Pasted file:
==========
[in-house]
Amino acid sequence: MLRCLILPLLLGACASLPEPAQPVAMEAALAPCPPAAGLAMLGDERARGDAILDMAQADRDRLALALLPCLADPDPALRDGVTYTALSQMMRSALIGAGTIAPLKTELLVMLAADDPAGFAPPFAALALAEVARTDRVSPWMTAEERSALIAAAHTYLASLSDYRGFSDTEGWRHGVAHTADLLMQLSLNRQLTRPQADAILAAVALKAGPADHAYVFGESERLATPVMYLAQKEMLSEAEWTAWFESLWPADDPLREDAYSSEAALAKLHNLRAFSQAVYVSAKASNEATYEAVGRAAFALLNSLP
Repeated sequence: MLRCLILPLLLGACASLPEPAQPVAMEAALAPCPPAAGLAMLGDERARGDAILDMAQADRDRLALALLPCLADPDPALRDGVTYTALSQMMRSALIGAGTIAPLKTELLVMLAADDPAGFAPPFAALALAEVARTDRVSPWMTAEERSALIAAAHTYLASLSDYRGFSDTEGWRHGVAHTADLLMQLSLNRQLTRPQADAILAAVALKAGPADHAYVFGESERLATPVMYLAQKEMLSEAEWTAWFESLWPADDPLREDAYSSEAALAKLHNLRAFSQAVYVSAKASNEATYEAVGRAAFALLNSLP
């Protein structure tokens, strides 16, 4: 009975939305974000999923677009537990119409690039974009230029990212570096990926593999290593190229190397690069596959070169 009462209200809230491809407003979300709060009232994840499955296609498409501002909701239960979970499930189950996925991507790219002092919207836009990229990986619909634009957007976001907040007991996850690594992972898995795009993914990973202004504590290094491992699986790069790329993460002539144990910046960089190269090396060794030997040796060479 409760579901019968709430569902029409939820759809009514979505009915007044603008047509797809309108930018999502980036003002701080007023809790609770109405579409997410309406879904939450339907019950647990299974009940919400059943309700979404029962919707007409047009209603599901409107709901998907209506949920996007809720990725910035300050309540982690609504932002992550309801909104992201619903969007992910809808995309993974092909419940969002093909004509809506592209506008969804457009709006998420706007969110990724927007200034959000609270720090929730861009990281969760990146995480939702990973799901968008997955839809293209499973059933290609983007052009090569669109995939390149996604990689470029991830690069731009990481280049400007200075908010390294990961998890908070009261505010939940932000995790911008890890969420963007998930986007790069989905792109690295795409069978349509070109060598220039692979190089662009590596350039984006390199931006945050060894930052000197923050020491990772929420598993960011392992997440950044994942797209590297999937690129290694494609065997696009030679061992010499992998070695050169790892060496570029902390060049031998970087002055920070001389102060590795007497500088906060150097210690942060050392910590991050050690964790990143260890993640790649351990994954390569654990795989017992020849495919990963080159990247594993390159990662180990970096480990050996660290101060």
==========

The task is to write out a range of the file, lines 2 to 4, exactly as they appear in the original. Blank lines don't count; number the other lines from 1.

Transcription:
Amino acid sequence: MLRCLILPLLLGACASLPEPAQPVAMEAALAPCPPAAGLAMLGDERARGDAILDMAQADRDRLALALLPCLADPDPALRDGVTYTALSQMMRSALIGAGTIAPLKTELLVMLAADDPAGFAPPFAALALAEVARTDRVSPWMTAEERSALIAAAHTYLASLSDYRGFSDTEGWRHGVAHTADLLMQLSLNRQLTRPQADAILAAVALKAGPADHAYVFGESERLATPVMYLAQKEMLSEAEWTAWFESLWPADDPLREDAYSSEAALAKLHNLRAFSQAVYVSAKASNEATYEAVGRAAFALLNSLP
Repeated sequence: MLRCLILPLLLGACASLPEPAQPVAMEAALAPCPPAAGLAMLGDERARGDAILDMAQADRDRLALALLPCLADPDPALRDGVTYTALSQMMRSALIGAGTIAPLKTELLVMLAADDPAGFAPPFAALALAEVARTDRVSPWMTAEERSALIAAAHTYLASLSDYRGFSDTEGWRHGVAHTADLLMQLSLNRQLTRPQADAILAAVALKAGPADHAYVFGESERLATPVMYLAQKEMLSEAEWTAWFESLWPADDPLREDAYSSEAALAKLHNLRAFSQAVYVSAKASNEATYEAVGRAAFALLNSLP
């Protein structure tokens, strides 16, 4: 009975939305974000999923677009537990119409690039974009230029990212570096990926593999290593190229190397690069596959070169 009462209200809230491809407003979300709060009232994840499955296609498409501002909701239960979970499930189950996925991507790219002092919207836009990229990986619909634009957007976001907040007991996850690594992972898995795009993914990973202004504590290094491992699986790069790329993460002539144990910046960089190269090396060794030997040796060479 409760579901019968709430569902029409939820759809009514979505009915007044603008047509797809309108930018999502980036003002701080007023809790609770109405579409997410309406879904939450339907019950647990299974009940919400059943309700979404029962919707007409047009209603599901409107709901998907209506949920996007809720990725910035300050309540982690609504932002992550309801909104992201619903969007992910809808995309993974092909419940969002093909004509809506592209506008969804457009709006998420706007969110990724927007200034959000609270720090929730861009990281969760990146995480939702990973799901968008997955839809293209499973059933290609983007052009090569669109995939390149996604990689470029991830690069731009990481280049400007200075908010390294990961998890908070009261505010939940932000995790911008890890969420963007998930986007790069989905792109690295795409069978349509070109060598220039692979190089662009590596350039984006390199931006945050060894930052000197923050020491990772929420598993960011392992997440950044994942797209590297999937690129290694494609065997696009030679061992010499992998070695050169790892060496570029902390060049031998970087002055920070001389102060590795007497500088906060150097210690942060050392910590991050050690964790990143260890993640790649351990994954390569654990795989017992020849495919990963080159990247594993390159990662180990970096480990050996660290101060």